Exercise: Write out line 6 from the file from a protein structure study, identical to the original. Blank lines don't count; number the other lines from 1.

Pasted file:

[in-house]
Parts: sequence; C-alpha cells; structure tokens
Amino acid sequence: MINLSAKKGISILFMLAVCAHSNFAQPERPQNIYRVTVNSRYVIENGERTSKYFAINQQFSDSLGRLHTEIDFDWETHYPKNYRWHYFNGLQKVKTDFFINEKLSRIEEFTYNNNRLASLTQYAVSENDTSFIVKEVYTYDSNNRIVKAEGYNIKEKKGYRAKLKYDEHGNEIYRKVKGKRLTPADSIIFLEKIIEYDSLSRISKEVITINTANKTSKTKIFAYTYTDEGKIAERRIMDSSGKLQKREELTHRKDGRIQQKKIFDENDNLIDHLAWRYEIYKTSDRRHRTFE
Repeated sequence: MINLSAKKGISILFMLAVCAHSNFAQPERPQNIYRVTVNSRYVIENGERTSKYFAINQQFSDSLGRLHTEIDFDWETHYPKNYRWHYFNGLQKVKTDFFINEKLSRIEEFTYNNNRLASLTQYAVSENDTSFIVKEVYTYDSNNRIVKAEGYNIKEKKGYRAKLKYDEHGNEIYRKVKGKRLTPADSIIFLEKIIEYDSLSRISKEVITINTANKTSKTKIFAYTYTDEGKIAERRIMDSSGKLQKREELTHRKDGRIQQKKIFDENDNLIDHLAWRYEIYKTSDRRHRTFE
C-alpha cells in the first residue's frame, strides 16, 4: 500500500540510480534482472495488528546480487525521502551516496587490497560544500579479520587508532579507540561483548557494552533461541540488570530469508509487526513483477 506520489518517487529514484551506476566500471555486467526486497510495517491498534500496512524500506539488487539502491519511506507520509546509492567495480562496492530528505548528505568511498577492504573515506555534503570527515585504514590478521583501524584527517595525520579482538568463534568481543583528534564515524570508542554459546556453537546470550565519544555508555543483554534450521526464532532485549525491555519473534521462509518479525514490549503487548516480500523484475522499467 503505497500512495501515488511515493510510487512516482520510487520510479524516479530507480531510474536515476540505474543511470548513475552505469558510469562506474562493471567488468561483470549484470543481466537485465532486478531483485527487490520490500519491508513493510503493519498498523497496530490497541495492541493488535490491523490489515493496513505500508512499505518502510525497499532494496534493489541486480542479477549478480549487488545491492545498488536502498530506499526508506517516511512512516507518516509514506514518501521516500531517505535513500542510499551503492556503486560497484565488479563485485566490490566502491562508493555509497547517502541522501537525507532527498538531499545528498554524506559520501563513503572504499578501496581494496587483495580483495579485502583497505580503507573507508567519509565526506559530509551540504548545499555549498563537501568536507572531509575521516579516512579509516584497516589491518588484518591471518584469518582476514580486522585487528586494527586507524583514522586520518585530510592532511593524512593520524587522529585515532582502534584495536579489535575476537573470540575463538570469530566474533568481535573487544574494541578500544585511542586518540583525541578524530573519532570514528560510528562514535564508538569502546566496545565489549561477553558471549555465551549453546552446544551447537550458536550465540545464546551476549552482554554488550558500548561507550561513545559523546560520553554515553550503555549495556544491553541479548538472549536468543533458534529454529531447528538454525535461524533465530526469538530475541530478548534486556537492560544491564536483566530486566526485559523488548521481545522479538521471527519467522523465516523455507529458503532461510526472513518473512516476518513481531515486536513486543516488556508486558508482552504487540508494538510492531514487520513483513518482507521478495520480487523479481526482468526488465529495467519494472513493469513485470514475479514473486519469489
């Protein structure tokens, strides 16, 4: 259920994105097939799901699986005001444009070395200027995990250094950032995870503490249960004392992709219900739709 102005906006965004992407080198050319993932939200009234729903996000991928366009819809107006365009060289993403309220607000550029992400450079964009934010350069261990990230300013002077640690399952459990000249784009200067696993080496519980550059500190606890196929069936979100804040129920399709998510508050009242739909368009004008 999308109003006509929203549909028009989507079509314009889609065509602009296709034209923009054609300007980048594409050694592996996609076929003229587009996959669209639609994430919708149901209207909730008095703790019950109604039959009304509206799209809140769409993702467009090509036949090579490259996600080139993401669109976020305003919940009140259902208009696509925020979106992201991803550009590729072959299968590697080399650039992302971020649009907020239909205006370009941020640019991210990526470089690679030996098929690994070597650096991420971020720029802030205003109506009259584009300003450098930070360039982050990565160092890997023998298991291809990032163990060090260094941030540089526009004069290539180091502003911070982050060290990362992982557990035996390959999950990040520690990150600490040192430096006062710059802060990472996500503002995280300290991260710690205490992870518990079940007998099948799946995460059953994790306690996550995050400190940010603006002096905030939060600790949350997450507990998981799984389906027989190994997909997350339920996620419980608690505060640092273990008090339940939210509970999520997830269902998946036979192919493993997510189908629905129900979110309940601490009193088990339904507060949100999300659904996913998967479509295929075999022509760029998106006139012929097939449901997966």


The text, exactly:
């Protein structure tokens, strides 16, 4: 259920994105097939799901699986005001444009070395200027995990250094950032995870503490249960004392992709219900739709 102005906006965004992407080198050319993932939200009234729903996000991928366009819809107006365009060289993403309220607000550029992400450079964009934010350069261990990230300013002077640690399952459990000249784009200067696993080496519980550059500190606890196929069936979100804040129920399709998510508050009242739909368009004008 999308109003006509929203549909028009989507079509314009889609065509602009296709034209923009054609300007980048594409050694592996996609076929003229587009996959669209639609994430919708149901209207909730008095703790019950109604039959009304509206799209809140769409993702467009090509036949090579490259996600080139993401669109976020305003919940009140259902208009696509925020979106992201991803550009590729072959299968590697080399650039992302971020649009907020239909205006370009941020640019991210990526470089690679030996098929690994070597650096991420971020720029802030205003109506009259584009300003450098930070360039982050990565160092890997023998298991291809990032163990060090260094941030540089526009004069290539180091502003911070982050060290990362992982557990035996390959999950990040520690990150600490040192430096006062710059802060990472996500503002995280300290991260710690205490992870518990079940007998099948799946995460059953994790306690996550995050400190940010603006002096905030939060600790949350997450507990998981799984389906027989190994997909997350339920996620419980608690505060640092273990008090339940939210509970999520997830269902998946036979192919493993997510189908629905129900979110309940601490009193088990339904507060949100999300659904996913998967479509295929075999022509760029998106006139012929097939449901997966």